4. This course has truly opened my eyes to the world of technology and the effects it has on society and individual human beings. The two texts that I found the most illuminating were Remediation by Jay David Bolter and Richard Grusin, and Convergence Culture by Henry Jenkins. Both texts discuss the integration of new technology into society and emphasize that no medium or technology stands alone. People tend to think of types of technology battling against each other. However, this is far from the case. Jenkins references Jesse Walker who says “The old media and the new media weren’t at loggerheads with each other—or to the extent that they were, they were also at loggerheads with themselves. They complimented each other. They were part of an ecosystem…” (213). Jenkins is suggesting that no new medium can be founded and survive alone. Because the new medium stems from the old medium, it cannot survive without its predecessor. Jenkins says that “It is a mistake to think about either kind of media power in isolation. Our evolving system of media convergence is full of checks and balances (212).” These checks and balances that Jenkins speaks of are the ties the new medium has to the old medium. There is a period of transition between new and old medium and the new medium must accommodate users of the older technology.
    Furthermore, Bolter and Grusin would assert that there really is no such thing as an entirely new medium. Because nothing is created without being influenced by the world it is created in, there is no “new” medium, but simply a remodeling or remediation of the old. Bolter and Grusin explain that “…a medium is that which remediates” (65). The entire function of a medium is to change and hopefully improve upon the current way of life. Therefore, “A medium in our culture can never operate in isolation, because it must enter into relationships of respect and rivalry with other media…isolation does not seem possible for us today, when we cannot even recognize the representational power of a medium except with reference to other media” (Boltin and Grusin 65). The only means society has of judging a “new” medium is by comparing it to past mediums. A medium is created as revision of another medium and is therefore permanently linked with it. This examination of convergence and remediation helped me to understand the links current technology has to the past, and in turn to our society.

  5. I can honestly say that I was not a big fan of the technological and historical readings. I thought I would die. But then we moved more into the modern use of technology and how it can be both playful and powerful. I have to say that I have really enjoyed all of the readings about video games and social media. “Little Brother”, I felt, was a great read. I loved how Marcus used his Xbox to start a revolution; a rebellion against the DHS. I also really enjoyed learning about how video games can have a major impact in a person’s life. Video games can be bad or good; for example, Ian Bogost says that they can “teach their content, and if that content ought to be negatively reinforced, then exposure to such games positively reinforces negative content” or they can “teach abstract principles that service general problem-solving skills and learning values”. I also really enjoyed learning about Jane McGonigal and her game “World Without Oil”. But what I loved even more than learning about the video games was learning about the use of social media. Facebook is being used for more than posting statuses. Learning about Allan Kaprow’s happenings was really interesting in that he was way ahead of his time and that happenings can be used to draw attention and make a statement. The use of social media allows for these happenings and flash mobs to go viral and get even more people involved. I also enjoyed learning about how the Egyptians, Occupiers, and Anonymous used social media to reach out to people and kept everyone involved. All in all, I found the last half of the semester to be really engaging and a wonderful learning experience.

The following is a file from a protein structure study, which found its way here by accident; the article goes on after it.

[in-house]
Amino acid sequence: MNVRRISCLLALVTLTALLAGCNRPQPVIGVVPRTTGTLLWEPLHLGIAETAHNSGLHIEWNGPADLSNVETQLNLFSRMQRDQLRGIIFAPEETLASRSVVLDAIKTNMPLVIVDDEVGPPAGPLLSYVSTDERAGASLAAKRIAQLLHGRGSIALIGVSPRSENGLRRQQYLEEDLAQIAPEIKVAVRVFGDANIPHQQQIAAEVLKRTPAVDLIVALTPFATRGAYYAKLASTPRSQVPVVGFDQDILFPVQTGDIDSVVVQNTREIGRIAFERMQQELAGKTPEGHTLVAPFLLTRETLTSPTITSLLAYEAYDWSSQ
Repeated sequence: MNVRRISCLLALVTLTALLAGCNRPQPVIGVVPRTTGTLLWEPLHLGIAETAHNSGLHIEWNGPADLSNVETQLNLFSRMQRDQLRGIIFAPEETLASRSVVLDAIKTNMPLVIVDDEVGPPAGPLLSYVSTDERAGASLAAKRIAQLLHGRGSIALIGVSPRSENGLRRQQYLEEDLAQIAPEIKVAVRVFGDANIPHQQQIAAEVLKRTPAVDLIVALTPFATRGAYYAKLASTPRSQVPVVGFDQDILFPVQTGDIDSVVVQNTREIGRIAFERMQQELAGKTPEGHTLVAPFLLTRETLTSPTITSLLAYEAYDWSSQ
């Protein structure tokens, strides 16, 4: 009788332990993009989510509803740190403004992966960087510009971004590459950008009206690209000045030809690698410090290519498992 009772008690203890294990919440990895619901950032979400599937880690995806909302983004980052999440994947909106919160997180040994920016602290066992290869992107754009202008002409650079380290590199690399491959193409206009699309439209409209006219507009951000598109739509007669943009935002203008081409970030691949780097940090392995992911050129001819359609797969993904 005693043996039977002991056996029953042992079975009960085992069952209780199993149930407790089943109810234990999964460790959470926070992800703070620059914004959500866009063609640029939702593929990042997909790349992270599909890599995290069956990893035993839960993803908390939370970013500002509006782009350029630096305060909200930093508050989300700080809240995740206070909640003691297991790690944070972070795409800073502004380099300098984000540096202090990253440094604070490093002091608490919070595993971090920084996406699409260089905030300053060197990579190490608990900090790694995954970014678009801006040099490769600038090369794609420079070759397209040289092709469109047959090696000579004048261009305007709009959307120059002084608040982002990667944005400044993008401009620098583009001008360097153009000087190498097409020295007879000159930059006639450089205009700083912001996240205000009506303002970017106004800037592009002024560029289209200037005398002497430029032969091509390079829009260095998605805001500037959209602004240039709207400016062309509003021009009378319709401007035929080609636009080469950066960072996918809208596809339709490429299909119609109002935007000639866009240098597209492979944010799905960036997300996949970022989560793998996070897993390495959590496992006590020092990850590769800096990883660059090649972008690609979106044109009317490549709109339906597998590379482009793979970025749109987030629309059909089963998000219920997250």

6. The most interesting text for me was Little Brother. It was the most engaging to me, possibly because it is more in the adolescent fiction genre then the science fiction. It gave great background information on all the technical terms and words that Doctorow used which was very helpful because I personally know very little, if anything, about the technology he used – it was like a whole new world for me. The most interesting concept to me about the book were the ones that I researched for my paper: the relationship between Marcus and Ange as well as the depictions of Ange and Severe Haircut in the novel.

    Relationships in stories always seem to intrigue me. The different dynamics of people and how they work together are interesting to me and I love seeing how authors display affection and friendship. Doctorow creates a good, healthy balance between affection and friendship between Marcus and Ange. They are a couple that engages physically and sexually, but at the same time they have a partnership and friendship that goes far deeper than the physical nature of the relationship. When describing their interview with Barbara Stratford and the explanations they made about the technology, he says, “we made an excellent team. We’d trade off explaining how it all worked”(267). Doctorow chose to depict a teenage relationship that is more than simply sex which amazes me. Teenagers see enough relationships based on sex in television and movies – it’s refreshing to see it viewed in a different light.

    Doctorow’s depiction of women in the novel is also interesting. He chose to show very different characteristics of a person in two different females. I appreciate his variety of personality traits because none of the women in the novel were the stereotypical submissive and servant-like. Ange was headstrong and independent, yet stood by Marcus and was loyal. On the other hand, Severe Haircut was also headstrong and independent but to an extreme. She had very masculine traits, even physically with her – as her nickname suggests – severe haircut. Doctorow does a great job in his extent of assortment of characteristics, which makes me more appreciative of his novel.